If Australians were asked what they most associated with Wollongong, most would probably nominate heavy industries such as coal and steel production. But now the city 90km south of Sydney has been recognised alongside diverse European destinations as it strives to make a new reputation as a centre for both professional and recreational cycling.
Following regions such as Bergen in Norway, Drenthe in the Netherlands and Yorkshire in the north of England, Wollongong has been named the first official Bike City in the southern hemisphere by the Union Cycliste Internationale, the world governing body of cycling. The nomination recognises promotion and investment in elite events, such as road races, as well as strategies to improve everyday cycling, such as commuting.
Wollongong has overachieved on the first count. It will play host to the 2022 UCI Road World Championships, which is expected to draw an estimated 300,000 spectators and 200 million viewers worldwide, and the 2022 National Juniors and Masters Cycling Championships. It also hosts annual events such as the 90km Sydney to the Gong bike ride and L’Étape, a 136km closed road ride.
But progress on promoting cycling for its citizens has often seemed an uphill battle.
Local councillor Mithra Cox was elected in 2017, and remembers that the first plans to make Wollongong a bike-friendly city received lukewarm support.
“Treatment of bike safety, especially around schools – like speed limits, zebra crossings, and narrowing roads to make space for cycling tracks – were too difficult to get approval from the NSW government for,” she says.
Now the city has 130km of bike paths, including some of Australia’s most picturesque that wind along the region’s stunning beaches, and is looking at rolling out a wider network that would deliver nearly 215km by 2030. Put in perspective, the City of Sydney built just 1.5km of separated cycleways a year over the past decade.
Nonetheless, Cox says she still feels “some trepidation at already being named a bike-friendly city”. When it comes to promoting a cycling culture, and prioritising safety for cyclists of all levels, she says, “there is still a long way to go”.
Fundamental to developing a culture of cycling is the region’s natural geography. It forms a long strip along the coast – widest in the south, with Australia’s oldest national park in the north and the cliffs of the Illawarra escarpment in the west. This geography “lends itself to cycling infrastructure”, says the mayor of Wollongong, Gordon Bradbery.
Bradbery says the council’s Cycling Strategy 2030 will prioritise access and safety for bike riders of all capabilities.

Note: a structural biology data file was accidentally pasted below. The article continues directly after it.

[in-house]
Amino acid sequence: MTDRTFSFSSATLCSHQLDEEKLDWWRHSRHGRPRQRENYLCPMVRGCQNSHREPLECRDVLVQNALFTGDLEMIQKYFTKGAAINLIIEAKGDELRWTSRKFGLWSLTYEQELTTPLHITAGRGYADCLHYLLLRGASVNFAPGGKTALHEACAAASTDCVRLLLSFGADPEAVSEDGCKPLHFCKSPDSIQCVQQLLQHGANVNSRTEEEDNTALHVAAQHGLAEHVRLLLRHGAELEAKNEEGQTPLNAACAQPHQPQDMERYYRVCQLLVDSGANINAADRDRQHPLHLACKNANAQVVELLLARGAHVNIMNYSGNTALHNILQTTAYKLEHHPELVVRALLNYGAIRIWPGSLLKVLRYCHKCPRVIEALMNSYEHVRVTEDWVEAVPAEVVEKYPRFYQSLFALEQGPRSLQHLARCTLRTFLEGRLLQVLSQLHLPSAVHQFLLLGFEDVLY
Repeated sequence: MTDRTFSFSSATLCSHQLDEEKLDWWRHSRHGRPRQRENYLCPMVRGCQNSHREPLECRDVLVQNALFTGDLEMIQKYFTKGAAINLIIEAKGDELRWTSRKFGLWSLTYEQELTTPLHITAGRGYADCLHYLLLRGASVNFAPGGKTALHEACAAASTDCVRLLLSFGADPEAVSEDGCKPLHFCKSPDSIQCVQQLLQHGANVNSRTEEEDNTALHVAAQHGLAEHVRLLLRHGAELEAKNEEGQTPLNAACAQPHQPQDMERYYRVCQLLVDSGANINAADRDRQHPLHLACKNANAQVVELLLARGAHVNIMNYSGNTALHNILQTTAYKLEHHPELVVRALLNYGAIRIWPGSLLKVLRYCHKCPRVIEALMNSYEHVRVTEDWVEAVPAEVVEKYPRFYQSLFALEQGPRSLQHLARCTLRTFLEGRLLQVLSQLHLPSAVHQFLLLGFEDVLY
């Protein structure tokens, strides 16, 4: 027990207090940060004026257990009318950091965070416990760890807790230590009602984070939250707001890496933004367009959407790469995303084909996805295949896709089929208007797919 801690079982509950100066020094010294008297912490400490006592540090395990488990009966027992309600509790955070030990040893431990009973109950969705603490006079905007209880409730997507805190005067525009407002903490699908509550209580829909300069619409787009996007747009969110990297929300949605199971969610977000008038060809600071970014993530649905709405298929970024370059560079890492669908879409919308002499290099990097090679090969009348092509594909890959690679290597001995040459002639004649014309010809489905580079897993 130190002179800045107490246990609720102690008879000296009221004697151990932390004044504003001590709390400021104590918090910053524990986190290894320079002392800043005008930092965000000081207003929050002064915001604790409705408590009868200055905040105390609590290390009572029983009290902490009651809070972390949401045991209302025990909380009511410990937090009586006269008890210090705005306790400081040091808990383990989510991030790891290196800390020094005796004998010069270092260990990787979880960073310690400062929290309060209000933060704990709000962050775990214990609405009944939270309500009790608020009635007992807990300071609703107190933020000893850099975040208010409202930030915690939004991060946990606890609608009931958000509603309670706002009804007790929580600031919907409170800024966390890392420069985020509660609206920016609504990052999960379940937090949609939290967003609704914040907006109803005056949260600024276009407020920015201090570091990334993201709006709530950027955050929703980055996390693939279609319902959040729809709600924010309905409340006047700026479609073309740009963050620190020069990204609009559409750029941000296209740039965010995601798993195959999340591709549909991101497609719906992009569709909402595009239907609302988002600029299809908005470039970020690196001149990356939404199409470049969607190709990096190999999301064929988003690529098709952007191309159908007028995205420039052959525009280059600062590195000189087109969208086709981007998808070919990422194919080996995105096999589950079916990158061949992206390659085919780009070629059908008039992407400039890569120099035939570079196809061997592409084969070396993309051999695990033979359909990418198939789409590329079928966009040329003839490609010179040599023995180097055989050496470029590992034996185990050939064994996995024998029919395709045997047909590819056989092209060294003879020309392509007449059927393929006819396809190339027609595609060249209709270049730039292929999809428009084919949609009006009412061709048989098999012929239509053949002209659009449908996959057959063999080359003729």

“But beyond this,” he says, “it’s also about using this as an opportunity to continue to change the culture of the city.
“We are encouraging bike use, and putting active transport on the forefront, instead of cars on the road, to better recreation and quality of life.”
The plan has set goals of increasing weekly cycling participation from 12.9% of the population to 20% and increasing commuting from just 0.7% of trips to 2%. It will develop more separated cycle paths that connect riding routes along the east-west to town centres and residential areas. Cycling will be incorporated in building design and future city planning, with key cycling connections running to and through Wollongong’s CBD.
The strategy’s core aim is to make cycling the preferred mode of transport, and works in conjunction with the targets of net zero emissions from council operations by 2030, and for the community by 2050.
Also part of the strategy is the Cringila Hills Recreation and Mountain Bike Park master plan, which will promote tourism and local recreation by building BMX tracks, mountain bike trails and a bike skills park.
Wollongong local Lena Huda, who moved to the city from Europe, founded 30 Please, which advocates for safer speed limits near schools and works alongside council members in the Cycling Champions Advisory Group of Wollongong Council. The group plays an active role in hosting the world championship, and rolling out the 2030 strategy.
She says the region has huge potential for cycling.
“There is so much on offer stretched along the coast. It’s beautiful. And we can make improvements immediately to make the most of it if we cooperate as a community.”
Cox says the road world championships will be the opportunity that pushes the council to do what needs to be done for the city to be “worthy” of the UCI title.